Back to School for All: Return, Recover and Reimagine
Schools must open this fall. In person. Five days a week. With the space and health safeguards to do so. And my union, the American Federation of Teachers, is committed to making it happen.
School is where children learn best, where they play together, form relationships and learn resilience. It’s where many children who otherwise might go hungry eat breakfast and lunch. Parents rely on schools not only to educate their kids but so they can work. An astounding 3 million mothers dropped out of the workforce during the pandemic.
The United States will not be fully back until we are fully back in school. And my union is all-in. I recently gave a speech detailing the steps necessary to return safely to full in-person learning, including building the support systems to help students recover socially, emotionally and academically, and overcoming the concerns and fears some parents have about sending their children back to school.
We must address those fears. The AFT, with the NAACP and others, recently polled parents of public school students. Only 73 percent of parents—and only 59 percent of Black parents—said they are comfortable with in-person learning for their child this fall. But if the safety and education measures the AFT is calling for are in place, the comfort level jumps to 94 percent of parents, including 87 percent of Black parents. It’s clear that mitigation measures to prevent the spread of the coronavirus create trust, as does collaboration between schools and families. COVID-19 vaccines have been real game-changers, and it’s great news that the Pfizer vaccine has been approved for 12- to 15-year-olds.
My union is all-in. We are pressing for those safety and education measures in schools across the country. And we are dedicating $5 million to a “Back to School for Everyone” national campaign to connect not just with teachers and school staff but also with families and communities, to build trust and confidence in children returning to school, particularly those who have been learning remotely.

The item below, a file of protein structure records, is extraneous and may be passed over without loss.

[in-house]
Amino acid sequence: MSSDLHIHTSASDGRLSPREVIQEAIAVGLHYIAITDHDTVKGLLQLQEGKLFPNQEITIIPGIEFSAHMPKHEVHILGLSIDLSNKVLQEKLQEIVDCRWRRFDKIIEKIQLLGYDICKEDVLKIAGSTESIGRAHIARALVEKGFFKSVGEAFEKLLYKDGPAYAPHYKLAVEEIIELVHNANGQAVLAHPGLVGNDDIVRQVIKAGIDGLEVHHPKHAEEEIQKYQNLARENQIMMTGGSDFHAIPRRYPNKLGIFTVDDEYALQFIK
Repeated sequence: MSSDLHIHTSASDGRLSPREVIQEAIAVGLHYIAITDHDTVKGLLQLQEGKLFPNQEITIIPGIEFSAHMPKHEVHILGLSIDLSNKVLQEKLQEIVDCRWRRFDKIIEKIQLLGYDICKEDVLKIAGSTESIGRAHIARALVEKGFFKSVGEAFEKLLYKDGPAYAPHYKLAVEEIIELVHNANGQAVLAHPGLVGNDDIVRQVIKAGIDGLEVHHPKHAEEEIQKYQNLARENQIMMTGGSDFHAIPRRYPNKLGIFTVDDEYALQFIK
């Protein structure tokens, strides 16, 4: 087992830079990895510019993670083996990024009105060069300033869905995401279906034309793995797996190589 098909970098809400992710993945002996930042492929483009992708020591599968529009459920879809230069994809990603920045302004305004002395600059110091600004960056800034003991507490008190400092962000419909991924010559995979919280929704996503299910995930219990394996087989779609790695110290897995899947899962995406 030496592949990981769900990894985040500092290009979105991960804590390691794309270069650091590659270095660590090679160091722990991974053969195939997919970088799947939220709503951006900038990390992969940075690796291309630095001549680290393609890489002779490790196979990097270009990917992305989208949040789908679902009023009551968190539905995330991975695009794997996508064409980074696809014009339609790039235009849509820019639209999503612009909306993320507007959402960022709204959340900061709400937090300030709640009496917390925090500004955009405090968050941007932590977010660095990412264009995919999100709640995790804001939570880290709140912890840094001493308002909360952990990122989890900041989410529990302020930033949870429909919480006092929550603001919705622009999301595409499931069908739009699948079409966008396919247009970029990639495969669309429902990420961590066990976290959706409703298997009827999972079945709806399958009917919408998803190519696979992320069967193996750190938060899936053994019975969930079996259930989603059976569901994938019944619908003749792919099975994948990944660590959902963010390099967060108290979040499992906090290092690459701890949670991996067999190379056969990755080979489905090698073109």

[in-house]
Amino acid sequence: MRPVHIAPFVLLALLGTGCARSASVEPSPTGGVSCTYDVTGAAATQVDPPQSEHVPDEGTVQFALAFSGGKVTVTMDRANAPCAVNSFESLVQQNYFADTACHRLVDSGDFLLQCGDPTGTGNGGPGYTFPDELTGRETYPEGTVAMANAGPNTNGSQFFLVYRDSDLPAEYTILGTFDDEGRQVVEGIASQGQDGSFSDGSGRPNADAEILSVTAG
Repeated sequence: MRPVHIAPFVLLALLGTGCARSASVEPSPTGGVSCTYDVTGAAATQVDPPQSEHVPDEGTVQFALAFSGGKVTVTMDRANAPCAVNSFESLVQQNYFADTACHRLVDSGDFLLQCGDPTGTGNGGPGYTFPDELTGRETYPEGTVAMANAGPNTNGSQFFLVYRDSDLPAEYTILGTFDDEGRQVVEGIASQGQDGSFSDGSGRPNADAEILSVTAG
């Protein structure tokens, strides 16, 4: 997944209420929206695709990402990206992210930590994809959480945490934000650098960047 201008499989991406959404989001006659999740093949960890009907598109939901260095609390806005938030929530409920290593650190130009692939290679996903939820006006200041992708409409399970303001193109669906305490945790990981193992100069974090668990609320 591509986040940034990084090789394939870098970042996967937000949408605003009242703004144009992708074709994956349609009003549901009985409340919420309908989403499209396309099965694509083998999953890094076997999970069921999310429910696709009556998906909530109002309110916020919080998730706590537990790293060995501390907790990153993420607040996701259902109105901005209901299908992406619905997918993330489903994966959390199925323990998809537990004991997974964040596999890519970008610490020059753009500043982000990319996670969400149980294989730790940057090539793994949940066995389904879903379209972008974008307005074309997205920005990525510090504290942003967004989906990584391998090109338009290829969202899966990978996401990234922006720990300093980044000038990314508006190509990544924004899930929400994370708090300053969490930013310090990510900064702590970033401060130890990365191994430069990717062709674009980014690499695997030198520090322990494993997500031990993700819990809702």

But we must do more than physically return to schools, as important as that is to create the normalcy we crave. We must also put in place the supports to help students recover—socially, emotionally and academically. And we must reimagine teaching and learning to focus on what sparks students’ passion, builds confidence, nurtures critical thinking and brings learning to life—so all children have access to the opportunities that give them the freedom to thrive. Here are 10 ideas to move us toward those goals:
- Launch the AFT’s “Back to School for Everyone” national campaign to underscore the importance of in-school learning.
- Form school-based committees of staff, parents and, where appropriate, students to plan for and respond to safety issues and to conduct safety “walk-throughs” in school buildings.
- Align health and pedagogical best practices by reducing class sizes to reflect the Centers for Disease Control and Prevention’s 3-feet social distancing guidance. Eliminate simultaneous in-person and remote instruction.
- Offer “office hours” and clinics for AFT affiliates and others to discuss ideas and get technical support.
- Roll out camps and summer programs that provide academic support, help students get back into routines and encourage kids to have fun.
- Promote community schools to build trust and remove obstacles to getting kids and families the support and services they need.
- Increase the emphasis on civics, science and project-based learning, to nurture critical thinking and bring learning to life.
- Use funds from the American Rescue Plan to fill shortages of teachers, counselors, psychologists and nurses.
- Launch a federal task force to rethink accountability—how we assess student learning and how to measure what really counts.
- Engage stakeholders—families, educators and community partners—to ensure funds in the American Rescue Plan and other federal funds for schools are spent equitably and effectively.
We are all yearning to move forward after this difficult year. For our young people, that means being back in school, with their peers and caring adults, with all the supports they need.
Despite all the divisions in our country, there is a consensus around the importance of strong public schools. That is especially vital now, when we need our schools to provide access to a great, well-rounded education to spark kids’ passion for learning and help them recover socially and emotionally.
We have a rare chance to seed a renaissance in American public education. It’s a once-in-a- lifetime opportunity not only to reopen and recover, but to reimagine our schools in a way that makes every public school a place where parents want to send their children, educators and support staff want to work and students thrive.